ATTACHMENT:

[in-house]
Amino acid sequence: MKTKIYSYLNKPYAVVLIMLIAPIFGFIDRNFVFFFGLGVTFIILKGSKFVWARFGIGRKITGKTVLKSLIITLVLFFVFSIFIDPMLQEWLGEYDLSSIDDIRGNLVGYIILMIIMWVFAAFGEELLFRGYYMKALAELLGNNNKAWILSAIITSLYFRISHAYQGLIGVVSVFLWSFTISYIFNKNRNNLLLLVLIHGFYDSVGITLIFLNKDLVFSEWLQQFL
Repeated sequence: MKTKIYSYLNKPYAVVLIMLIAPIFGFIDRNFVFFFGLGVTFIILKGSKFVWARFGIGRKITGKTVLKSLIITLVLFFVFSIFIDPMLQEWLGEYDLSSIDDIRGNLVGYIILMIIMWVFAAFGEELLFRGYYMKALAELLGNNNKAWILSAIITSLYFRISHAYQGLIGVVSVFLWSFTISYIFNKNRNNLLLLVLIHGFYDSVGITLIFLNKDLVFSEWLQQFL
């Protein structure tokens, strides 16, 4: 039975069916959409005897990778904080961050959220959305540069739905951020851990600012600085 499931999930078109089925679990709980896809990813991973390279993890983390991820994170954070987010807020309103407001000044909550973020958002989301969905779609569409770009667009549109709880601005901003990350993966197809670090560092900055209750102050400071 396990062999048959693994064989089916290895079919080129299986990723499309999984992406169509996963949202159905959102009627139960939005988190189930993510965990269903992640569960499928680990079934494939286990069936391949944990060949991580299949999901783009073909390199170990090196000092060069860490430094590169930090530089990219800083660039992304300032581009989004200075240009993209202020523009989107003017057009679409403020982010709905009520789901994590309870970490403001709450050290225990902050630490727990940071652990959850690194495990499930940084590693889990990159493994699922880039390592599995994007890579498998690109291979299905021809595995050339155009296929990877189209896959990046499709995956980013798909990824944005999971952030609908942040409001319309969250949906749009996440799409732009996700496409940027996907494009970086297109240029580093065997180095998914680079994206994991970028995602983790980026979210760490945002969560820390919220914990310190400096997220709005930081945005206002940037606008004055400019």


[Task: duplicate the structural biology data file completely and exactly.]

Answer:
[in-house]
Amino acid sequence: MKTKIYSYLNKPYAVVLIMLIAPIFGFIDRNFVFFFGLGVTFIILKGSKFVWARFGIGRKITGKTVLKSLIITLVLFFVFSIFIDPMLQEWLGEYDLSSIDDIRGNLVGYIILMIIMWVFAAFGEELLFRGYYMKALAELLGNNNKAWILSAIITSLYFRISHAYQGLIGVVSVFLWSFTISYIFNKNRNNLLLLVLIHGFYDSVGITLIFLNKDLVFSEWLQQFL
Repeated sequence: MKTKIYSYLNKPYAVVLIMLIAPIFGFIDRNFVFFFGLGVTFIILKGSKFVWARFGIGRKITGKTVLKSLIITLVLFFVFSIFIDPMLQEWLGEYDLSSIDDIRGNLVGYIILMIIMWVFAAFGEELLFRGYYMKALAELLGNNNKAWILSAIITSLYFRISHAYQGLIGVVSVFLWSFTISYIFNKNRNNLLLLVLIHGFYDSVGITLIFLNKDLVFSEWLQQFL
């Protein structure tokens, strides 16, 4: 039975069916959409005897990778904080961050959220959305540069739905951020851990600012600085 499931999930078109089925679990709980896809990813991973390279993890983390991820994170954070987010807020309103407001000044909550973020958002989301969905779609569409770009667009549109709880601005901003990350993966197809670090560092900055209750102050400071 396990062999048959693994064989089916290895079919080129299986990723499309999984992406169509996963949202159905959102009627139960939005988190189930993510965990269903992640569960499928680990079934494939286990069936391949944990060949991580299949999901783009073909390199170990090196000092060069860490430094590169930090530089990219800083660039992304300032581009989004200075240009993209202020523009989107003017057009679409403020982010709905009520789901994590309870970490403001709450050290225990902050630490727990940071652990959850690194495990499930940084590693889990990159493994699922880039390592599995994007890579498998690109291979299905021809595995050339155009296929990877189209896959990046499709995956980013798909990824944005999971952030609908942040409001319309969250949906749009996440799409732009996700496409940027996907494009970086297109240029580093065997180095998914680079994206994991970028995602983790980026979210760490945002969560820390919220914990310190400096997220709005930081945005206002940037606008004055400019």